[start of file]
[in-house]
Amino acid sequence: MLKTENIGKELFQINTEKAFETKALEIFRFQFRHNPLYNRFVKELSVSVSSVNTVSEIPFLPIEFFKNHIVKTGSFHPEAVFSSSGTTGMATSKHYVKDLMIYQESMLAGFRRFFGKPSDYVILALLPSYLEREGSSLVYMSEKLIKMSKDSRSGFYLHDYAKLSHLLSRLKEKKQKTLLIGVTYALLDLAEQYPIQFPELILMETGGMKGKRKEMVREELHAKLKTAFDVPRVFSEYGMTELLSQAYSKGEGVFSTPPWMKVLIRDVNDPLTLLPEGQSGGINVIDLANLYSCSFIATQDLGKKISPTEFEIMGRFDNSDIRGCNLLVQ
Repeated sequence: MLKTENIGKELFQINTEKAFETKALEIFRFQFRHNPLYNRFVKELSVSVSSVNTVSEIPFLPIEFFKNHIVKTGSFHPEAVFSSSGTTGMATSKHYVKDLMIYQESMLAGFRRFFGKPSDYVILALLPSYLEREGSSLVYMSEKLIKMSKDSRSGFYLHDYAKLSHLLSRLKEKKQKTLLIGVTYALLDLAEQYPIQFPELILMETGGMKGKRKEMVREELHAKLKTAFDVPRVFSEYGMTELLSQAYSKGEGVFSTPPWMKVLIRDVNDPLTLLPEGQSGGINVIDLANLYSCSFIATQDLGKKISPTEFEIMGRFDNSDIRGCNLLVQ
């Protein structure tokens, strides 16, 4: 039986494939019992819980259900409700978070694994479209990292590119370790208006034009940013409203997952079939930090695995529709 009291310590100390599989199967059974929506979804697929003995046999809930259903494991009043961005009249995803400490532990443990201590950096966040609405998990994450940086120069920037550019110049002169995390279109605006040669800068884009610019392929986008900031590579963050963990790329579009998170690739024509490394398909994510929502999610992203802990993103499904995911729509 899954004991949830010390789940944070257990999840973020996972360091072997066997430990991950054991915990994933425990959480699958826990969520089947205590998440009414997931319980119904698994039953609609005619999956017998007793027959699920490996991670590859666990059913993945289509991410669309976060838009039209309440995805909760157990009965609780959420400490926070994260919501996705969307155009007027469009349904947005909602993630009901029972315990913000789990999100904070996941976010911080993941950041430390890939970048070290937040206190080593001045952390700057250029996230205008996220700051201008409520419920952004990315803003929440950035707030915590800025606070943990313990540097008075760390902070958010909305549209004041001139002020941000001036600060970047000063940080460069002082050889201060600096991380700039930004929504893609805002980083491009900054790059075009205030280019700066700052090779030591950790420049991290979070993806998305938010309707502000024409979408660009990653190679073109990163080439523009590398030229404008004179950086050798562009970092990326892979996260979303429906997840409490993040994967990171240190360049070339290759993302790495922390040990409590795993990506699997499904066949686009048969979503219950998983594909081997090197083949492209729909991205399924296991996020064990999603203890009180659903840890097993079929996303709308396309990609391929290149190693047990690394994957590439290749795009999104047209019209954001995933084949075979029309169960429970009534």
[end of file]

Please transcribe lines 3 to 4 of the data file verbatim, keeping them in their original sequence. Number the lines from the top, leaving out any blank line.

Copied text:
Repeated sequence: MLKTENIGKELFQINTEKAFETKALEIFRFQFRHNPLYNRFVKELSVSVSSVNTVSEIPFLPIEFFKNHIVKTGSFHPEAVFSSSGTTGMATSKHYVKDLMIYQESMLAGFRRFFGKPSDYVILALLPSYLEREGSSLVYMSEKLIKMSKDSRSGFYLHDYAKLSHLLSRLKEKKQKTLLIGVTYALLDLAEQYPIQFPELILMETGGMKGKRKEMVREELHAKLKTAFDVPRVFSEYGMTELLSQAYSKGEGVFSTPPWMKVLIRDVNDPLTLLPEGQSGGINVIDLANLYSCSFIATQDLGKKISPTEFEIMGRFDNSDIRGCNLLVQ
């Protein structure tokens, strides 16, 4: 039986494939019992819980259900409700978070694994479209990292590119370790208006034009940013409203997952079939930090695995529709 009291310590100390599989199967059974929506979804697929003995046999809930259903494991009043961005009249995803400490532990443990201590950096966040609405998990994450940086120069920037550019110049002169995390279109605006040669800068884009610019392929986008900031590579963050963990790329579009998170690739024509490394398909994510929502999610992203802990993103499904995911729509 899954004991949830010390789940944070257990999840973020996972360091072997066997430990991950054991915990994933425990959480699958826990969520089947205590998440009414997931319980119904698994039953609609005619999956017998007793027959699920490996991670590859666990059913993945289509991410669309976060838009039209309440995805909760157990009965609780959420400490926070994260919501996705969307155009007027469009349904947005909602993630009901029972315990913000789990999100904070996941976010911080993941950041430390890939970048070290937040206190080593001045952390700057250029996230205008996220700051201008409520419920952004990315803003929440950035707030915590800025606070943990313990540097008075760390902070958010909305549209004041001139002020941000001036600060970047000063940080460069002082050889201060600096991380700039930004929504893609805002980083491009900054790059075009205030280019700066700052090779030591950790420049991290979070993806998305938010309707502000024409979408660009990653190679073109990163080439523009590398030229404008004179950086050798562009970092990326892979996260979303429906997840409490993040994967990171240190360049070339290759993302790495922390040990409590795993990506699997499904066949686009048969979503219950998983594909081997090197083949492209729909991205399924296991996020064990999603203890009180659903840890097993079929996303709308396309990609391929290149190693047990690394994957590439290749795009999104047209019209954001995933084949075979029309169960429970009534």